Syrian rebels debut homemade fighting vehicle

Syrian rebels, claiming to have spent over a month designing, assembling, and developing a garage-made armored vehicle, debuted the Sham II fighting vehicle near the besieged city of Aleppo earlier today. The Sham II, a reference to ancient Syria (ash-Sham), is a boxy, light armored vehicle built upon a car chassis and is outfitted with a 7.62mm machine gun (which appears to be a Russian-designed PKM) that is controlled from inside the vehicle. The Sham II is also outfitted with five cameras — three in the front, one mounted on or near the machine gun, and one in the back — all of which are seemingly controlled by — a Sony PlayStation remote control. It should be noted that, apparently on the side of caution, Syrian rebels have even outfitted the Sham II with an operable headlight.

The Sham II, an updated version of a previously made Sham I light infantry by Syrian fighters from the al Ansar Brigade, cost approximately $10,000 (not including the gun), according to one rebel fighter whose brother had designed and built it. The vehicle is reportedly covered with steel plating approximately 2.5 centimeters thick. However, the Sham II is admittedly underprepared to defend against rocket-propelled grenades or tank fire. Rebels claimed the Sham II would soon be ushered into a combat role by members of al Ansar’s Saad Benmoaz battalion near Aleppo.

Al Ansar rebels have fought pitched battles with Syrian army regulars around Aleppo for the past several months. In mid-November, al Ansar fighters succeeded in wresting control of the Syrian Army’s 46th Regiment’s base west of Aleppo, and in the process, gained access to stores of ammunition and weapons, including sophisticated weaponry such as the SA-16 Gimlet man-portable-air-defense-system (MANPADS).


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  • Navin says:

    Congrates…let this be the last fight inside Syria and live in peace…when someone tricks you to attach Israel…stay away and think about your life and your people…Wishing success for throwing off Assad and Hizbullah and Iran groups inside Syria. Hope you support or return back you deeds when Lebonan Sunni’s need your help against the rats

  • Adrian says:

    That’s not a Playstation controller, or at least not an official Sony one. It’s more likely just a generic USB PC controller; lots are designed to look like a Playstation pad, like the one shown here.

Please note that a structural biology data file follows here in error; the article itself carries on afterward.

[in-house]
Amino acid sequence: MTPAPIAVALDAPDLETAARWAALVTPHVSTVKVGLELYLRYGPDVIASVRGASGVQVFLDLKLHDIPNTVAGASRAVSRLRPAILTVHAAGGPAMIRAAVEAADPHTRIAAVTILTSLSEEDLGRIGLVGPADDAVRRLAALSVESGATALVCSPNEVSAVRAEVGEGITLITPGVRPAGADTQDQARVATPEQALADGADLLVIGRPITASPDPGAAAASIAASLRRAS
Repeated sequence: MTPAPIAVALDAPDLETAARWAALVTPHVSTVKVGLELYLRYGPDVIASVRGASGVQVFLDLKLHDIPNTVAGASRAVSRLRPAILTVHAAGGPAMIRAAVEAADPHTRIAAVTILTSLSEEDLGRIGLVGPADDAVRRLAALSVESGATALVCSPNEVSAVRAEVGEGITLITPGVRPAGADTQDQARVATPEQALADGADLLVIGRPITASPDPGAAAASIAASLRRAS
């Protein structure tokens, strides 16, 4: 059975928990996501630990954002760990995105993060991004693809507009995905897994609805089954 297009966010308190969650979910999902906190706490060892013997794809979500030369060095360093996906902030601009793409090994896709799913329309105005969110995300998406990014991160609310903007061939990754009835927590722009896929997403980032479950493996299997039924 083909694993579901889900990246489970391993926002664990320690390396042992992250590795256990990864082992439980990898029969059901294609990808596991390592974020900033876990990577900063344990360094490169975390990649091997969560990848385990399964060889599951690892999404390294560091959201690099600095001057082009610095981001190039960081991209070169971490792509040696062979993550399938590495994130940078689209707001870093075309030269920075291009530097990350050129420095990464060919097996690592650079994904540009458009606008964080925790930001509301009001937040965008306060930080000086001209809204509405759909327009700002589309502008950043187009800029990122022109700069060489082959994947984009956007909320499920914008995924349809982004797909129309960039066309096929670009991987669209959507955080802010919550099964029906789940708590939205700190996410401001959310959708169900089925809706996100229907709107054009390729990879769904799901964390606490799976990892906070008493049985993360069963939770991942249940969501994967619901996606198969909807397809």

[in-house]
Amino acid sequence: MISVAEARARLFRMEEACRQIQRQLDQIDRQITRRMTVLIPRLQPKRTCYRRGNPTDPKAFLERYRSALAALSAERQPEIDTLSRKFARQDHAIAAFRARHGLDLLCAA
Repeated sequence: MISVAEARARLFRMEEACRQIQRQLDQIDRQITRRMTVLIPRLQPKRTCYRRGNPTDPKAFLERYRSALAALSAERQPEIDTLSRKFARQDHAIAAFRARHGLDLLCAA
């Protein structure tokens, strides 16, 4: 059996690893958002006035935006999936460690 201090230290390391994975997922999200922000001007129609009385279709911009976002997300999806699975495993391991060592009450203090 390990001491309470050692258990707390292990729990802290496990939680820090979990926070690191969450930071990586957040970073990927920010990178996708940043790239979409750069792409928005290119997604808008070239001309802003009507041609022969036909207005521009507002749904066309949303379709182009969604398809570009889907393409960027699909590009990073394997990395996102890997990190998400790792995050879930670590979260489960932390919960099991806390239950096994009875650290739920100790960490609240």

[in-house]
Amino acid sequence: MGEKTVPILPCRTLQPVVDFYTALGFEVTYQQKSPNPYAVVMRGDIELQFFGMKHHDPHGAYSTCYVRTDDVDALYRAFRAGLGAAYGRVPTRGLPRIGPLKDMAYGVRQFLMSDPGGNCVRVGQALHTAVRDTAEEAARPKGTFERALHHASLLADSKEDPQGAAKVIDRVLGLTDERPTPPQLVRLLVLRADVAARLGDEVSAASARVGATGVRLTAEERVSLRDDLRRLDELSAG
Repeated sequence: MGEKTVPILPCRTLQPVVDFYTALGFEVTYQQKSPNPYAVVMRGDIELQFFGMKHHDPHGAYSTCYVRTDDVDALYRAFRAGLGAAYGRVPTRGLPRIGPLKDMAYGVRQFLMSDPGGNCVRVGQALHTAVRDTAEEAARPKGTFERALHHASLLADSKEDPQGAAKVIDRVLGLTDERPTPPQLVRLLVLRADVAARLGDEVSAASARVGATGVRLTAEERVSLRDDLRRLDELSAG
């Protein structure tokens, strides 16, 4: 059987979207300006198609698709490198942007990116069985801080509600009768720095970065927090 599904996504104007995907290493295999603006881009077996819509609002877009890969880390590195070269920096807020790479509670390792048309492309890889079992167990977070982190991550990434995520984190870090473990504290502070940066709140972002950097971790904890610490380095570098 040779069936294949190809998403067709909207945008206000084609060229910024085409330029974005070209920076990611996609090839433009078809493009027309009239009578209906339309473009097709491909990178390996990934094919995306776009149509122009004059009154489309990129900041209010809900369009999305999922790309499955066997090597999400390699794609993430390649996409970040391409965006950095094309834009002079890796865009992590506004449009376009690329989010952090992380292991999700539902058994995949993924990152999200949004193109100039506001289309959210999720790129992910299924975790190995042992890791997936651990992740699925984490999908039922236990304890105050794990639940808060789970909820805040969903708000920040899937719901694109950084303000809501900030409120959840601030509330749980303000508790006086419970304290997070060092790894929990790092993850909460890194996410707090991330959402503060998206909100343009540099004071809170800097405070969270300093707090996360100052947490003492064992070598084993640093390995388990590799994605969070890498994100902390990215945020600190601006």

• Nic says:

    The camera bays seem vulnerable to light arms fire. Would someone with combat experience please elaborate on the ease of blinding the vehicle. The sooner Asad is gone the better!!!!!!

  • gb says:

    Haha…Sham is an appropriate name for that thing!

  • Terry Smith says:

    I’m impressed, but the first time this thing meets an RPG 7 they’re gonna rename it the Smouldering Crater Filled With Corpses I …..

  • Will Fenwick says:

    It looks like its just welded steel plate for armour, likely less than an inch thick. 50 caliber AP rounds could probably defeat the armour. Similar vehicals have been produced in sieges by insurgent forces before. Notably in the Warsaw Uprising and in the Libyan Civil War. Such vehicles tend to be of little use against anything but poorly equipped infantry. The Syrian rebels would be better off trying to repair damaged Syrian army apcs and tanks for their own use, as AQAP was able to do with great effect in Yemen. In the Sri Lankan Civil war the LTTE was able to successfully rebuild various Sri Lankan army vehicles and use them with some effect. They even created a couple light tanks by removing the main gun off of several armored cars and welding them into the chassis of several apcs they had captured and repaired.

  • wallbangr says:

    You naysayers are all wrong. I’ve seen this technology work a hundred times to good effect. On the A-Team…

  • Alan Hawk says:

    Seems to be optimized for narrow streets. Very nice sloped armor in front and rear, but vertical sides are its achilles heal. The video camera a ‘play station’ controls also suggest the streetsweeper role for this machine as it will prevent the operators from exposing himself to fire, likely from close range. A very impressive effort showing that the rebels have devoloped some infastructure in their controlled areas. It show organization, centralization and a certain level of sophistication.


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